Life is unpredictable, and with everything that is going on, you must be going into the worst-case scenario zone, more than you would like.
I hope you’re doing well. It’s hard to believe that we’re halfway through a year that has completely redefined our lives.
And if you’re someone who is struggling with anxiety, I’m sure this period of time has brought about a few too many “worse case scenario” thoughts.
Think about it: How often does a sudden negative thought increase into a worst-case scenario? How often does a thought turn into an absolute catastrophe in your mind? For instance, a dry cough turns into bronchitis. A flight to see a friend turns into the idea of your plane crashing. A canceled date turns into you dying alone. A global pandemic turns into an almost guarantee in your mind, that you and those you love will be affected by the virus.
It’s normal to have negative thoughts, no matter how extreme they might be at times. It’s part of our evolution to constantly scan our environment, looking for problems to fix. The problem is not so much that we have negative thoughts, rather, the issues arise when we believe our thoughts are true, and when they turn into a worst-case scenario that makes us feel even more anxious.
Think about an article in a tabloid about the latest celebrity. Most of us know it’s an exaggeration or fabrication. We don’t believe that the article is totally true, and we don’t change our lives around those articles. The negative thoughts in our minds are just like those tabloid stories. The problem is that if we don’t step back to gain a more truthful perspective, we may let worst-case scenarios run our lives.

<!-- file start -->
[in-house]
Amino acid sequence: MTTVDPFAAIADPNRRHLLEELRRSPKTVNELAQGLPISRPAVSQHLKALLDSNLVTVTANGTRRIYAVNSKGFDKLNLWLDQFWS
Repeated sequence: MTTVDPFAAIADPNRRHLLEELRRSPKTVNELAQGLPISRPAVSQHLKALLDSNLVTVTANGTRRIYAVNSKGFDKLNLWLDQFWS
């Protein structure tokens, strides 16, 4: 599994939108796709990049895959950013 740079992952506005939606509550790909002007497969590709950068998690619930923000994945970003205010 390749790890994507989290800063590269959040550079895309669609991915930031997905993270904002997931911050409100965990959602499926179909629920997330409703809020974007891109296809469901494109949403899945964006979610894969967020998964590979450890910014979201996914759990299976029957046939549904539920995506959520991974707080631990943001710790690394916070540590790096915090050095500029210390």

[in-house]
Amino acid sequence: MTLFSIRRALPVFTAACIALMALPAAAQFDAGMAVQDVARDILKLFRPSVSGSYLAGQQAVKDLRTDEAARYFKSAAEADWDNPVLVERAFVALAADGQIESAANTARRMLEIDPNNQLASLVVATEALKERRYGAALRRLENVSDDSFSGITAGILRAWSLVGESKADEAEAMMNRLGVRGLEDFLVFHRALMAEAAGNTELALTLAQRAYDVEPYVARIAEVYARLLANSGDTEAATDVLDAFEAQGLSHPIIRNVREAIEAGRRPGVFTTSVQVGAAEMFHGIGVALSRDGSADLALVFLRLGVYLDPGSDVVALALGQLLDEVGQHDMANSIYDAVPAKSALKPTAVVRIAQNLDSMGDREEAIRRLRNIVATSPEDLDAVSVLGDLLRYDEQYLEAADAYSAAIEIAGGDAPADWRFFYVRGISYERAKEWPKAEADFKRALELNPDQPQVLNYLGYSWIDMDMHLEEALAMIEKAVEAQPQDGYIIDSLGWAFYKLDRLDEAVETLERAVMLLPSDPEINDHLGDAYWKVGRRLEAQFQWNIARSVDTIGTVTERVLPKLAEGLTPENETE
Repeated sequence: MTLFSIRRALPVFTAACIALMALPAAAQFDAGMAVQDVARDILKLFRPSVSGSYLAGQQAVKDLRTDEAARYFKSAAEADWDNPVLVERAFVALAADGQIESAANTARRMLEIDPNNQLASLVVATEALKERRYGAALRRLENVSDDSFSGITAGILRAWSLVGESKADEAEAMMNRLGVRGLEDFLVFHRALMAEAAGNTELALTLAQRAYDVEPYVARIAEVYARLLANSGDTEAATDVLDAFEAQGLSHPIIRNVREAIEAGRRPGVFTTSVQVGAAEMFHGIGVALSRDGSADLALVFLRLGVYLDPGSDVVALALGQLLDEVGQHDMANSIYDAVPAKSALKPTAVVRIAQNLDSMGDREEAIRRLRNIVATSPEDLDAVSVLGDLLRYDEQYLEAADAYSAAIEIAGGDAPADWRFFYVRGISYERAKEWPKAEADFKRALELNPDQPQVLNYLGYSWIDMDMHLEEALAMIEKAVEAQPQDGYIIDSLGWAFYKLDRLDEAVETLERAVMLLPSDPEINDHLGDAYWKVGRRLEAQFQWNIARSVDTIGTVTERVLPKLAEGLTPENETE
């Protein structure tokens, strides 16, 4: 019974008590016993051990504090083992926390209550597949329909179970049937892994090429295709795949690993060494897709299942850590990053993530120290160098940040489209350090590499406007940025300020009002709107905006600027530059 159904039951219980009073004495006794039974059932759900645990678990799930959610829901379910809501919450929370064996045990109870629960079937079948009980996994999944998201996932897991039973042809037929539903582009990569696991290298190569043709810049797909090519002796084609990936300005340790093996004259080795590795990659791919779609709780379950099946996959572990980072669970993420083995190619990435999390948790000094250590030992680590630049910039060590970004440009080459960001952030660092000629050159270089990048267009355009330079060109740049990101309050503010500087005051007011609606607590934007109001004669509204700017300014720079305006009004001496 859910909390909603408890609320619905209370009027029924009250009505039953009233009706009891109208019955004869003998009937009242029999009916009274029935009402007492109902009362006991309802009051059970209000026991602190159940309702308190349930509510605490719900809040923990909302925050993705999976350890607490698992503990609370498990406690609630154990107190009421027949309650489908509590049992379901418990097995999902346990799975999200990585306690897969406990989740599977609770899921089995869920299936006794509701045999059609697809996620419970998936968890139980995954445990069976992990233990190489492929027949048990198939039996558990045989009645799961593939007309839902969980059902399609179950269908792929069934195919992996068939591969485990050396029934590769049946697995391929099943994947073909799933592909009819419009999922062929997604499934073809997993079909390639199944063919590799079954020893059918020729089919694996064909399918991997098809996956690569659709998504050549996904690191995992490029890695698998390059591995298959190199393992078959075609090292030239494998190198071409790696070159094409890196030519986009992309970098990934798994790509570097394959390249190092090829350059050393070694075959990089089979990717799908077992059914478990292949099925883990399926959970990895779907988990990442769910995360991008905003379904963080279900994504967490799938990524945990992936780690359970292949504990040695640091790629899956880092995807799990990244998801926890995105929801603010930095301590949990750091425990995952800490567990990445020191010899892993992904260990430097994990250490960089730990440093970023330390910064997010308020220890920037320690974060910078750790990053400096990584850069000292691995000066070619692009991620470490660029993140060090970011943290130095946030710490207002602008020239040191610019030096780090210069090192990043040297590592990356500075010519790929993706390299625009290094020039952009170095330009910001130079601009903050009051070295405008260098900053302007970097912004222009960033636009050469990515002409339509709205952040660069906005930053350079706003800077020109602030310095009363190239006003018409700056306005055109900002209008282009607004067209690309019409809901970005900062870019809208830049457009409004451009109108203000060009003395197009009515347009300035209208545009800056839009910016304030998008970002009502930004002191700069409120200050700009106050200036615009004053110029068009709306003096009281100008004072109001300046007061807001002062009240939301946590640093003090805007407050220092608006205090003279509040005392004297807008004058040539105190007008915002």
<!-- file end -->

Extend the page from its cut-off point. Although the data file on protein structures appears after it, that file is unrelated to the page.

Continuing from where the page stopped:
Below are techniques you can practice before letting negative thinking turn into worst case-scenarios:
1. Notice your thoughts.
Pay attention to when your thoughts slip from realistic anxieties into unusual or unlikely scenarios. Notice the patterns without judgment. We tend to judge ourselves when our thinking becomes catastrophic, so notice if you’re judging yourself being that this amplifies your anxiety.
2. Remember what you actually do have control over.
You can’t control everything, but consider the realistic options available to you at the moment. If you’re scared of flying, research the statistics and learn about flying. Remind yourself that this practice has existed for over a century and that, statistically, you’re safer in a plane than in your car.
3. Do what scares you.
The single most effective way to overcome your fears is to face them. Famous psychologist Carl Jung observed that that which you resist persists.
For example, if you have a fear of flying, try your best to book a flight. If you are scared to face a serious issue in your marriage, face your partner. Because if there is a serious problem, then at least you’ll know what to work on, instead of worrying, ruminating and feeling stuck.